REWRITING THE EQUATION: BUILDING A NEW ECONOMY, ONE CITY AT A TIME

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In the current economic environment and in the wake of stagflation in Pakistan, there is a definite need for spurring economic growth and sustaining it for a sufficiently long period.

There are some economic commentators who are suggesting that the new government should seriously look into the New Growth Framework (NGF) for Pakistan, developed by the Planning Commission under the previous PPP-led regime.

One major focus of the NGF is the development and uplift of existing cities. This article does not comment on the NGF; however, it does suggest something consistent with it to help spur economic activity. The suggestion is to develop a new national capital and new provincial capitals for existing provinces and the new provinces expected to be created out of Punjab.

Cities and towns in Pakistan have expanded in three broad ways: unplanned, quasi-planned and planned. Examples of unplanned expansion are the mushrooming slums around big cities like Karachi and Lahore. Quasi-planned developments are those areas developed by the private sector, but without proper local government help and support. The local government, however, plays a regulatory role. Examples of planned expansion are those “towns” and “cities” that are by and large developed by private real estate groups. The Defence Housing Authorities in Karachi, Lahore and Islamabad, and Bahria Town are some good examples in this category.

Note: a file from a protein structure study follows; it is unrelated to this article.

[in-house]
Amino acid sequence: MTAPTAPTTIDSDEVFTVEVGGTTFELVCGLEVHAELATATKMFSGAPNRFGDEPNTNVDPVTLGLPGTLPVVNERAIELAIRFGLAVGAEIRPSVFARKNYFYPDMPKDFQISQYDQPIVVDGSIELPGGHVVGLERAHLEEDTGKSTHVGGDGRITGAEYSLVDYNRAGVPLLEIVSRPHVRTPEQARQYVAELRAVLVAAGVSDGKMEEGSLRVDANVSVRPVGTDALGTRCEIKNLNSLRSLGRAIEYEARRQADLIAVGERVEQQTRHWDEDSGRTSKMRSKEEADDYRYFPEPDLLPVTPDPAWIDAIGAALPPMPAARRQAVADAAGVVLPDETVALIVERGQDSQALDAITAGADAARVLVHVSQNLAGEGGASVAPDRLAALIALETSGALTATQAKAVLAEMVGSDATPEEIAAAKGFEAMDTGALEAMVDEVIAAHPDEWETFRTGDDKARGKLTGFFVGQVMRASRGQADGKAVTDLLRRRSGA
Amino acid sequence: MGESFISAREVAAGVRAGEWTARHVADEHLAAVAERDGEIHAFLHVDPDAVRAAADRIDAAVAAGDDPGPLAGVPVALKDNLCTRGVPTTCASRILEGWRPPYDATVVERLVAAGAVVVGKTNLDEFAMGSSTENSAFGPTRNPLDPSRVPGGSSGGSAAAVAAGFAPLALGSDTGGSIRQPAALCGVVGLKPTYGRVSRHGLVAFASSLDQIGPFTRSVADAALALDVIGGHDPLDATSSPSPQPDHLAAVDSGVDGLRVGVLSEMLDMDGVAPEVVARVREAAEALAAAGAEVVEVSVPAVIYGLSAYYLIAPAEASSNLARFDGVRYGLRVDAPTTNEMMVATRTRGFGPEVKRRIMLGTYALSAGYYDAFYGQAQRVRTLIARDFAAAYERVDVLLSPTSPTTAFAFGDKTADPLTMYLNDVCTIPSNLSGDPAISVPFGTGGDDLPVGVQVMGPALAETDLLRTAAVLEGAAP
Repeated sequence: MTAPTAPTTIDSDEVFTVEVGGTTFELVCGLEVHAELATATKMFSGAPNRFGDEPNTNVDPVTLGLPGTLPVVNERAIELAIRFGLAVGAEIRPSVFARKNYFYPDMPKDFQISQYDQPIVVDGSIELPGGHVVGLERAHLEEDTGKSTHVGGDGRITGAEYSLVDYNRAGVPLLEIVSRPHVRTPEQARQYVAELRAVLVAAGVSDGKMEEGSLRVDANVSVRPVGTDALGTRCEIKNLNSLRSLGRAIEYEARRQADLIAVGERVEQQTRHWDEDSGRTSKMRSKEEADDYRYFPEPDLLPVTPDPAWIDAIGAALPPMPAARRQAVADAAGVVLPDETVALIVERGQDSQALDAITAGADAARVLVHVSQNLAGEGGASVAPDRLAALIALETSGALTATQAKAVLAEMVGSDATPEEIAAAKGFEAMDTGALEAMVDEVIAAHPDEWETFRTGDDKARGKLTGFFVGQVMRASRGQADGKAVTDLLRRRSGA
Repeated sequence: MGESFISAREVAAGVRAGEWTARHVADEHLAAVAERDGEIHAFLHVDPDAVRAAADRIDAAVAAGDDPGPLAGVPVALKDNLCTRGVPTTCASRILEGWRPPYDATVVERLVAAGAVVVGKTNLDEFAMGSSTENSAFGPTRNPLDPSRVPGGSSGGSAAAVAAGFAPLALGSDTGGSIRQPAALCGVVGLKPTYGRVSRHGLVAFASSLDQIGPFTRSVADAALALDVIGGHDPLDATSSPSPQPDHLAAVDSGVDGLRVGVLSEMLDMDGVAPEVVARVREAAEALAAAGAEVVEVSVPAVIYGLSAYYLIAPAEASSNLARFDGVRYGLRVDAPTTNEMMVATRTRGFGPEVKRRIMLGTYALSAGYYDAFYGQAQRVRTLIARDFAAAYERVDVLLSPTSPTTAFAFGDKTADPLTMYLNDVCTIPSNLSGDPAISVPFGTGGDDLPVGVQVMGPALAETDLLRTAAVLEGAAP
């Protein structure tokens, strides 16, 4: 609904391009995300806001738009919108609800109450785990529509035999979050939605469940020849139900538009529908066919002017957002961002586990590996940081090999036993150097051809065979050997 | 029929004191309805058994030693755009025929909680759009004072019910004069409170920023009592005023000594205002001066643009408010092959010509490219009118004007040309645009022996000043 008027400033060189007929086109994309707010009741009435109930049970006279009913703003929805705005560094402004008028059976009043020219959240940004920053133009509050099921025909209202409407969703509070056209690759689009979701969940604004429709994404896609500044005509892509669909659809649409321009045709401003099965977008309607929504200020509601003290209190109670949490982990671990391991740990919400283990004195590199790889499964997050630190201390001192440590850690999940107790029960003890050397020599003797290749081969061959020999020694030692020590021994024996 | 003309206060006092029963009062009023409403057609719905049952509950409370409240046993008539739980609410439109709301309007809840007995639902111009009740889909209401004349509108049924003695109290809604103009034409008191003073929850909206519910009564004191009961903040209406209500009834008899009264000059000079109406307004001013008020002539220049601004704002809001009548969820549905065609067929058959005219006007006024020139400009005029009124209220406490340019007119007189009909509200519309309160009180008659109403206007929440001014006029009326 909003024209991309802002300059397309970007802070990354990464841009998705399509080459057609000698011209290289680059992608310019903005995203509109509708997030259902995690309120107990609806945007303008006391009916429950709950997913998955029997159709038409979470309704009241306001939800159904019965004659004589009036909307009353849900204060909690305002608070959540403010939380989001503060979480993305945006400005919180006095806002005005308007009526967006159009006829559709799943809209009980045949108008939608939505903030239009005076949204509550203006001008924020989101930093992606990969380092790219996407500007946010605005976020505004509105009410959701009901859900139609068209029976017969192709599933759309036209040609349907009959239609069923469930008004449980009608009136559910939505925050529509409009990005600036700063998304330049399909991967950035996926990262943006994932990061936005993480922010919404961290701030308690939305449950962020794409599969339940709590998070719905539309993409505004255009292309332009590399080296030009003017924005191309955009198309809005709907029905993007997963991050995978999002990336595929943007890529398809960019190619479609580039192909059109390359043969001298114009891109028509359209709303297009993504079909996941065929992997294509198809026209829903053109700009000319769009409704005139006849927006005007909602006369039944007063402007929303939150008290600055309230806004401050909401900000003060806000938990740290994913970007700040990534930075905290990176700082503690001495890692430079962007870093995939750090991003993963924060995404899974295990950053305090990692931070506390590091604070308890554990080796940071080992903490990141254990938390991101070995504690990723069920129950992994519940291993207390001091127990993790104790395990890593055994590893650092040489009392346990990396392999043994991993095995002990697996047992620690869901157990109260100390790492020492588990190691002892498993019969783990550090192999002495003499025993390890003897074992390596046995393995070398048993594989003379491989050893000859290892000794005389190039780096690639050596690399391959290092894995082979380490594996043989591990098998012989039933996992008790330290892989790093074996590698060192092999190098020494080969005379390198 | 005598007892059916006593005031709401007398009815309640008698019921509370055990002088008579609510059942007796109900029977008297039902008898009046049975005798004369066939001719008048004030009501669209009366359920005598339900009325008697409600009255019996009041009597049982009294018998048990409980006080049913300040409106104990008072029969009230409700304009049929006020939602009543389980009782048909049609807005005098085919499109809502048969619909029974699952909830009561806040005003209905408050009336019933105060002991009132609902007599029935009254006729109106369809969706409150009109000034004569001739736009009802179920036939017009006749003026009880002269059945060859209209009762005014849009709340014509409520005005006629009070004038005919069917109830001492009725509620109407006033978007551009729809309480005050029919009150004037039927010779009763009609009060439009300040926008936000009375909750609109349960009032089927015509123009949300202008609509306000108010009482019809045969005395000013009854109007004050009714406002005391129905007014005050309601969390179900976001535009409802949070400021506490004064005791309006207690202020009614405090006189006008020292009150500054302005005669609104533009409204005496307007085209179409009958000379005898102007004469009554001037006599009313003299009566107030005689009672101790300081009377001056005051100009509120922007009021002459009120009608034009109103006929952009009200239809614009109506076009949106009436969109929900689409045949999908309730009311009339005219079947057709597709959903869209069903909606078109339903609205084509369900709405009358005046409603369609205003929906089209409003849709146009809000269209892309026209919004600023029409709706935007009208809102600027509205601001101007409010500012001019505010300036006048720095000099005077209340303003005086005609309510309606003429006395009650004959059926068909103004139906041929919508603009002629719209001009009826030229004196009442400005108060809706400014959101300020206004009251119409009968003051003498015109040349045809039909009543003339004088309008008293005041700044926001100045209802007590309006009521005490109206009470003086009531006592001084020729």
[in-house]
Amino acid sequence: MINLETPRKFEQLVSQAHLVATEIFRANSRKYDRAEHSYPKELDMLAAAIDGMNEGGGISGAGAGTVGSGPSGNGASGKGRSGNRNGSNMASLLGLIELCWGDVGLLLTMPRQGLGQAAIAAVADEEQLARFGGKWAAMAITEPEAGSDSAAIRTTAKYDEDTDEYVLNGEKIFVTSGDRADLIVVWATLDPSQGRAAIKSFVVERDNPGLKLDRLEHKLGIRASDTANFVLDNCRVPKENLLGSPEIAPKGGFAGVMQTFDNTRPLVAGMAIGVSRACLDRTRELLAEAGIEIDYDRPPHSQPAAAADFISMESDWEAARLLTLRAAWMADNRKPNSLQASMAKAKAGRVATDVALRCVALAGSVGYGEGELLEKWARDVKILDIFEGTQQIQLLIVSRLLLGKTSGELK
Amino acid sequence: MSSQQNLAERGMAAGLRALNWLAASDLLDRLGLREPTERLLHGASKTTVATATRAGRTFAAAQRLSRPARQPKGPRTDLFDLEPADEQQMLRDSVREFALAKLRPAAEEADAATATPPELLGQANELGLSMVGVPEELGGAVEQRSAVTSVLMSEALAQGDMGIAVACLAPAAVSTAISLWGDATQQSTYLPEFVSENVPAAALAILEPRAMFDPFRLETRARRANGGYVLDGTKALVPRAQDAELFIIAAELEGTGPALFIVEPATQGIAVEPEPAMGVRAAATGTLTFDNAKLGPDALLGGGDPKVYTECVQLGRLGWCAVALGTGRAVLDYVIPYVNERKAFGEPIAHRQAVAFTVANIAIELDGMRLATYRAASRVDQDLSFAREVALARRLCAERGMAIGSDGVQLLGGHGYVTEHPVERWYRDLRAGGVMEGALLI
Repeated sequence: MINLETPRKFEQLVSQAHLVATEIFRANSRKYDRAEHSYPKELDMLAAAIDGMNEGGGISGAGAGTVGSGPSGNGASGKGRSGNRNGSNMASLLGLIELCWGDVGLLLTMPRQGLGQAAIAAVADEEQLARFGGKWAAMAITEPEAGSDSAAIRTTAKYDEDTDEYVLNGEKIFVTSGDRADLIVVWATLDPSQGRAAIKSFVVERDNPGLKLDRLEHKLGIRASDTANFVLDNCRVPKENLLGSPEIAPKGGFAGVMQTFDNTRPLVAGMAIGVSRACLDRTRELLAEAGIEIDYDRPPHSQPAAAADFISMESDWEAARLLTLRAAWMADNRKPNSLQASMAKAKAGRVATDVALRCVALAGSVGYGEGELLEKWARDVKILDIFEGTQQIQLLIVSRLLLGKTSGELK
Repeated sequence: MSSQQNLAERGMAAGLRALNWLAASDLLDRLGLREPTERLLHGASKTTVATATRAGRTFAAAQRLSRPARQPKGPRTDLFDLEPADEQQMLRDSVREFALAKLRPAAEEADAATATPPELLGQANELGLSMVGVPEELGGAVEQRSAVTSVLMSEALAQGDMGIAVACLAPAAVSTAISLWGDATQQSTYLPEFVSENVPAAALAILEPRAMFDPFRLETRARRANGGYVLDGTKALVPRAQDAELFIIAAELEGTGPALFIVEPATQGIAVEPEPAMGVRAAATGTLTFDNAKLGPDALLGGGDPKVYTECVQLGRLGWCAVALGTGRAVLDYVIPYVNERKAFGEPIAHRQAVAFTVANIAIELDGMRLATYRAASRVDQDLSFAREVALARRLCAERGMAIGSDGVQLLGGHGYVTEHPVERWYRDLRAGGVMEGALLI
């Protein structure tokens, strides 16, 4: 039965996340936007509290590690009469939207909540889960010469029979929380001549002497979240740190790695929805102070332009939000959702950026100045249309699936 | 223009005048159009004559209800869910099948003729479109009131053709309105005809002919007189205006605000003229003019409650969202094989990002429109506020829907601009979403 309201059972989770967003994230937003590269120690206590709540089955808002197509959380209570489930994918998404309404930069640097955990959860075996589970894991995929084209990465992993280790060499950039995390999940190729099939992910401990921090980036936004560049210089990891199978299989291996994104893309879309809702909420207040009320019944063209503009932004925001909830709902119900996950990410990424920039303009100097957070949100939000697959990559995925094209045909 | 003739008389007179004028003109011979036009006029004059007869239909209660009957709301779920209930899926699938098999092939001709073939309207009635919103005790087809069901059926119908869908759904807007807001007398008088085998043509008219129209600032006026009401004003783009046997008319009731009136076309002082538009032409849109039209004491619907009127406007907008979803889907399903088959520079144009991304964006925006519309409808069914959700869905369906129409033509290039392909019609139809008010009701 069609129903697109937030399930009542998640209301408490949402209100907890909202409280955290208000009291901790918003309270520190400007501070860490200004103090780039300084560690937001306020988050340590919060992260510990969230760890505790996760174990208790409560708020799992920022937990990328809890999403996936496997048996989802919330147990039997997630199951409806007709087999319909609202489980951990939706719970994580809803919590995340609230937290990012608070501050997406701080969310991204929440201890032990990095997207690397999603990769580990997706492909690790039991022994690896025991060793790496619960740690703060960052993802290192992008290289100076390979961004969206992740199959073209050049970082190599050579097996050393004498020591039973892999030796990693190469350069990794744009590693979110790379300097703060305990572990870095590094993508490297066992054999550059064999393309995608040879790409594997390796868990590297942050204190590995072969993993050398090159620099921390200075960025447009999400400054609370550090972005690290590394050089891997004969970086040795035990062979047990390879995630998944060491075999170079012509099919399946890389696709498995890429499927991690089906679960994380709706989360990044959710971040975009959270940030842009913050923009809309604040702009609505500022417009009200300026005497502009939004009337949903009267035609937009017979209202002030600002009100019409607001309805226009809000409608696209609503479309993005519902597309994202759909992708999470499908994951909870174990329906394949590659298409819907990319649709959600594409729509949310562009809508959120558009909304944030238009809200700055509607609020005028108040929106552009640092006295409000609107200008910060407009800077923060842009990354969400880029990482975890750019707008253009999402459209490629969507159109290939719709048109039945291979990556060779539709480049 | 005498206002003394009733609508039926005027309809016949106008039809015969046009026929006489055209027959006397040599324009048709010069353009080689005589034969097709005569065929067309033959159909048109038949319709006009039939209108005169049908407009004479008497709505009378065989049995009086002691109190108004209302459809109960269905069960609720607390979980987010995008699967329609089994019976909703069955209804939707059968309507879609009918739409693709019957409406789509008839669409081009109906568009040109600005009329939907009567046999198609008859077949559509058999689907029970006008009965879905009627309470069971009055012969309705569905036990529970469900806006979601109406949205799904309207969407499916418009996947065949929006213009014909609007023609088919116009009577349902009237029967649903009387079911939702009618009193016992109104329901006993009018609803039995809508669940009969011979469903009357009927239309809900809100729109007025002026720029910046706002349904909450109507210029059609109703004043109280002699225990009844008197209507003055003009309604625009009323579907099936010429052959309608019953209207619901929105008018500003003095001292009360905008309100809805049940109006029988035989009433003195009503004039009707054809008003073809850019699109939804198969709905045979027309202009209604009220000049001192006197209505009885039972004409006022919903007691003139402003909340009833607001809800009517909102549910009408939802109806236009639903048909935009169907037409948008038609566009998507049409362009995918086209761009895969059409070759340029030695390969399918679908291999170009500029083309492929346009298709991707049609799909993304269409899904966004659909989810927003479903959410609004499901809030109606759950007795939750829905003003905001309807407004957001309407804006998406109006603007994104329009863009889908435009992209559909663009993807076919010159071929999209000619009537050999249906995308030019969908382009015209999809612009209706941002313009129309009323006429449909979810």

It is proposed that the new capital of Pakistan be developed on the junction of the provinces of Punjab, Khyber Pakhtunkha and Baluchistan, closer to the Sindh border. In terms of logistic ease, this will be more accessible to the country as compared to the current capital, which does not provide easy access to even those living in southern Punjab. The provinces of Sindh and Baluchistan are most disadvantaged in terms of access to the national capital. Provincial capitals should also be developed in relatively less-developed areas of the provinces, and not merely on the outskirts of existing capitals.

Given the budget deficit facing the new government, it will be imprudent to suggest that national or provincial governments finance the building of new cities. Rather, it should be a purely private phenomenon. The government should strategically provide free land to consortia of participating developers, who should be made responsible for all aspects of developing the new cities – including amenities and infrastructure like roads, parks, community centres, educational institutions, hospitals and other social services.